If your garage door is made of older steel materials, it may eventually corrode due to rain, humid air, road salt, snow, and other corrosive materials. Rust takes away the beauty of garage doors. Not to mention, it can compromise your door’s integrity and ability to keep moisture and dirt out of the garage.
Garage doors often start rusting at the bottom panel and spread from there. Rust spreads much quicker than you might initially believe when left unattended. So, when you notice that the garage door starts to get rust spots or decays, it’s essential to tackle the problem right away.
How Do You Get Rid of Rust on a Garage Door?
There are two options for getting rid of garage door rust. The best method depends on the amount of rusting and how much money and time you have to finish the project.
Method 1: Getting Rid of Rust Spots
If you deal with the garage door rust as soon as you start noticing rust spots, the job wouldn’t be as time and effort-consuming. This option works well if there are only a few rust spots on the garage door.
It’s also the less expensive and quicker option, depending on the amount of rust you need to deal with.
What Do You Need?
- Warm water
- Dishwashing liquid
- White vinegar
- Sponge or cloth
- Steel wool pad
- Paint primer
- Rust-resistant paint
Step 1: Clean the entire door using a solution made of warm water and dishwashing liquid. Rinse the door with tap water and allow it to dry.
Step 2: Soak a piece of fabric or sponge on white vinegar and use it for spot treating rusted areas in the garage door. The high acid content of white vinegar will dissolve the rust, making it easier to brush it off. Repeat this step until you treated all rust spots. It may take some time and effort, depending on how many rust spots are in there.
Step 3: Use the steel wool pad to rub and wipe away the garage door rust. Repeat the process until the garage door panel is clean.
Step 4: Sand the vinegar-treated rust spots. Ensure to cover at least a 2-inch perimeter around them to eliminate any possibility of rusting later on. Repeat the step until you sanded all rusted areas. Then blow or wipe off any debris.
Step 5: Use the paintbrush to apply the primer on sanded areas. Wait for the primer to dry or as long as indicated in the product label, then paint the primed garage door.
Method 2: Getting Rid of an Entire Door
This option is more time and effort-consuming, but it’s the best approach in dealing with a large amount of garage door rust. You might also want to choose this method for the better assurance that rusting won’t come back.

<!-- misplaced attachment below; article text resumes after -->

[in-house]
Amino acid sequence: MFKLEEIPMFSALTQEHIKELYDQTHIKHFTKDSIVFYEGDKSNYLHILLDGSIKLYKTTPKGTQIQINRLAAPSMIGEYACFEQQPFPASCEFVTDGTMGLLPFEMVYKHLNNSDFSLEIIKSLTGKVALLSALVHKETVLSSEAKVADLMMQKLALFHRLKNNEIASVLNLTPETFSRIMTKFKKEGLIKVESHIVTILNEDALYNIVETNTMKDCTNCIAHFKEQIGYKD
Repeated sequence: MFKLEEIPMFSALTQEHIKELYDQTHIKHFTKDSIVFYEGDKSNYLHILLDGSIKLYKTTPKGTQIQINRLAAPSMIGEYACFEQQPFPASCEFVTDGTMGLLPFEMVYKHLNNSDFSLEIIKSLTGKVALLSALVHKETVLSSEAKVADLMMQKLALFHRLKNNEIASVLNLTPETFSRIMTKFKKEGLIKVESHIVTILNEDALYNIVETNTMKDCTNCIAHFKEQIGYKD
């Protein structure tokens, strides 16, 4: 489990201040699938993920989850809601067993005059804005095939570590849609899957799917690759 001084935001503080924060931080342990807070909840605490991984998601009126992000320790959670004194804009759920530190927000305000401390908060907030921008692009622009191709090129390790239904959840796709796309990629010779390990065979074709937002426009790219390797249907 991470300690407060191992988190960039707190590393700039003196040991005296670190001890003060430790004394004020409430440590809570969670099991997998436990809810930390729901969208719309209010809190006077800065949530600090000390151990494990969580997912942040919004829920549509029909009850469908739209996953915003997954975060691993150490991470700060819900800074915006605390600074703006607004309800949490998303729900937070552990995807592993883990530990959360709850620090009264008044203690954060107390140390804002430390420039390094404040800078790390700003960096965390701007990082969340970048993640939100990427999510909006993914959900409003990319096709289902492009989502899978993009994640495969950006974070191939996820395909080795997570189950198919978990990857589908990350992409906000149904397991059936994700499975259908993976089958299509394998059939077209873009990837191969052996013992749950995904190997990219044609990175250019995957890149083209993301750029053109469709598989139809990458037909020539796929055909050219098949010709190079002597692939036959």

What Do You Need?
- Hand sander
- Sandpaper (fine-grit, medium-grit, and coarse-grit)
- Auto body filler and putty knife
- Warm water
- Trisodium phosphate cleaner
- Drop cloths, masking paper, and painter’s tape
- Rust-inhibiting paint primer
- Rust-resistant paint
- Paintbrush or paint sprayer
Step 1: Start by scraping away loose and damaged paint flakes caused by the garage door rust. Then proceed with sanding the rusted garage door using the coarse-grit sandpaper. The hand sander will make this process faster than when sanding by hand. But you might have to use just the coarse-grit sheet for filing hard-to-reach corners.
Step 2: Replace the coarse-grit with medium-grit sandpaper, then start sanding the entire garage door to smoothen any rough areas. While sanding, check the panel closely for any small holes or dents caused by the garage door rust.
Step 3: If you noticed any imperfections in the door pane, repair them using the auto body filler and the putty knife. Ensure that you use the appropriate filler and not wood or spackle filler as they won’t adhere to the garage door well.
Step 4: Wait for the auto body filler to dry and smoothen out any repair using the fine-grit sandpaper.
Step 5: Get a bucket and combine warm water and the TSP cleaner, as suggested in the product label. Soak a sponge or a piece of fabric in the cleaning solution and process cleaning the entire garage door. Once done, rinse well with water and let it dry.
Step 6: Cover the garage door handles with masking paper and secure them with painter’s tape. Do the same in the walls around the doors or any nearby window panes. Lastly, place the drop cloth on the ground, under the garage door.
Step 7: Apply the paint primer by hand using a paintbrush. But if you want to make the process quicker, you can use a paint sprayer. The paint sprayer also gives a smoother finish without the paint drips you get from using a paintbrush or roller. Apply a single coat of your primer to the entire garage door and let it dry for as long as the product container recommended.
Step 8: After the suggested drying time, apply the first coat of the rust-resistant paint. Use a paintbrush or paint sprayer as you prefer. Once the first coat dries, apply the second coat, but this step is only optional. Remember, only paint your garage door during a warm day. Painting in cold and snowy weather is only a sure recipe for disaster.
Frequently Asked Questions
Can you paint over rust on a garage door?
You can, but it’s not recommended. Painting over garage door rust without cleaning and treating the spot first might be a quick cover-up, but it’s not a long-lasting solution. Covering rust spots with paint doesn’t get rid of them. They are still there and will continue to spread throughout the garage door panel.
How long does it take for a garage door to rust?
It depends on local climate conditions, construction quality, and maintenance. If you live in a coastal region, there’s a high risk of garage door rust due to the humid salt air.
But ultimately, with proper care and maintenance, you can expect a quality garage door to last for at least 15 years.